Banking union tops agenda in discussion with Draghi


The practical details of setting up a single bank resolution system and fund, the upcoming bank balance sheet health checks and next steps for Greece were the key issues Economic and Monetary Affairs Committee MEPs raised with European Central Bank President Mario Draghi on Monday. MEPs also discussed the economic risk landscape with Mr Draghi, in his capacity as Chair of the European Systemic Risk Board.


by Ralph T. Niemeyer

Besides discussing the practical details for establishing the single bank supervisor, the recently-agreed first pillar of banking union, various MEPs also stressed the need to lose no time in setting up a single bank resolution authority and fund, which they said was essential for EU bank supervision to work.

Mr Draghi replied that the single resolution mechanism should be in place by the time the forthcoming bank balance sheet checks are completed, thereby ensuring the credibility both of the tests and the EU bank supervision system.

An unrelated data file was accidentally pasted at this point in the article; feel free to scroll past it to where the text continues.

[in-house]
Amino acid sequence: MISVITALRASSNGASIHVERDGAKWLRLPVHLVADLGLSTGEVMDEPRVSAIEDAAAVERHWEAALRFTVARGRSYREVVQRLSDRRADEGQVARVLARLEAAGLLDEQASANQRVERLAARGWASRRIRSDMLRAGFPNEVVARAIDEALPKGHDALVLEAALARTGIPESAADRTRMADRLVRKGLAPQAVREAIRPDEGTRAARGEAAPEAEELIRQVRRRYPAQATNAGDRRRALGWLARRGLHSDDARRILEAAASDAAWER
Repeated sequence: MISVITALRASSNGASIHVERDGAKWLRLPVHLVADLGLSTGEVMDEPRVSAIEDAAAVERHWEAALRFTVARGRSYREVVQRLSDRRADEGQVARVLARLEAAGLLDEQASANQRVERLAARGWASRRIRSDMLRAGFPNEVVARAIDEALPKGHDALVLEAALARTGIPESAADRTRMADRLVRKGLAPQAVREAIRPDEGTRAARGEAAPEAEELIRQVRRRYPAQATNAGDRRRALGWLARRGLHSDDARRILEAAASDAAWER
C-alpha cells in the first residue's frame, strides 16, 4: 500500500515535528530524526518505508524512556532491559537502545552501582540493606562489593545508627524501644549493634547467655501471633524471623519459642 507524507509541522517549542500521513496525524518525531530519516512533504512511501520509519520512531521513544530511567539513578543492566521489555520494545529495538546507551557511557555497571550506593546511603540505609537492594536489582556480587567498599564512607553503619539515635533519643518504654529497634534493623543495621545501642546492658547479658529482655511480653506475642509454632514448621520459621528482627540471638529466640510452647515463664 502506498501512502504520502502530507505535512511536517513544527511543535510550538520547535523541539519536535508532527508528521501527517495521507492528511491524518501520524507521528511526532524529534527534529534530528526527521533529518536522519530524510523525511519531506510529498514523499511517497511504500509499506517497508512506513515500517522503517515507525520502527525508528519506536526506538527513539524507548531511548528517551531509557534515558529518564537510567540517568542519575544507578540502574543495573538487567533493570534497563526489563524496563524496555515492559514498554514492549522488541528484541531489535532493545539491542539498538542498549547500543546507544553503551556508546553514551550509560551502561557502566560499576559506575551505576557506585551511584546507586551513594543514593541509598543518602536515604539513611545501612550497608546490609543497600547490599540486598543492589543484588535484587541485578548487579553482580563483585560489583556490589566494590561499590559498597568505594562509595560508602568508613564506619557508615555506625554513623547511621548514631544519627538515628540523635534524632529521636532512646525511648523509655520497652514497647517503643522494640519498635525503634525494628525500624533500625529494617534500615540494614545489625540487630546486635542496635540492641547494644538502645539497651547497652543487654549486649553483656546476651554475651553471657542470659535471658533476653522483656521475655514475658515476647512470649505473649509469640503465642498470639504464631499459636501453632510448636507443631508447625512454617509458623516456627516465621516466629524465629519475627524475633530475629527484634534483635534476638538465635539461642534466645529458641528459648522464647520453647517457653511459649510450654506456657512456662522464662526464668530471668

He added that until the resolution fund is fully financed, it should be able to borrow from other sources, including national ones, to ensure that properly-funded resolution is an option from the start.


Private reviewers will help to carry out the bank balance sheet health checks and potential conflicts of interest will be addressed at all stages of the process, all of which should help to build credibility, said Mr Draghi.

Asked whether government bonds would be “stressed” during these checks, he replied that this had not yet been decided, but that all details of the methodology for the checks would be disclosed by mid-October.

Asked whether Greece would need a third bailout programme, Mr Draghi said that it was “premature” to speculate on this. Pressed on the need to change tack in view of the country’s high debt to GDP ratio, he added that the 180%/GDP figure was sustainable and that there was therefore no need to change policies.

More generally, Mr Draghi said that he did not see the ECB remaining part of the Troika system in the long term. He also confirmed that it was ready to use any of the instruments it had crafted, including long-term refinancing operations.


Speaking as Chair of the European Systemic Risk Board, Mr Draghi assured MEPs that the economic environment was improving, but nevertheless cautioned that risks in the financial system remained. MEPs focused their questions on the insurance sector, with a view to the forthcoming conclusion of Solvency II legislation, bank leverage ratios, money market funds and shadow banking.

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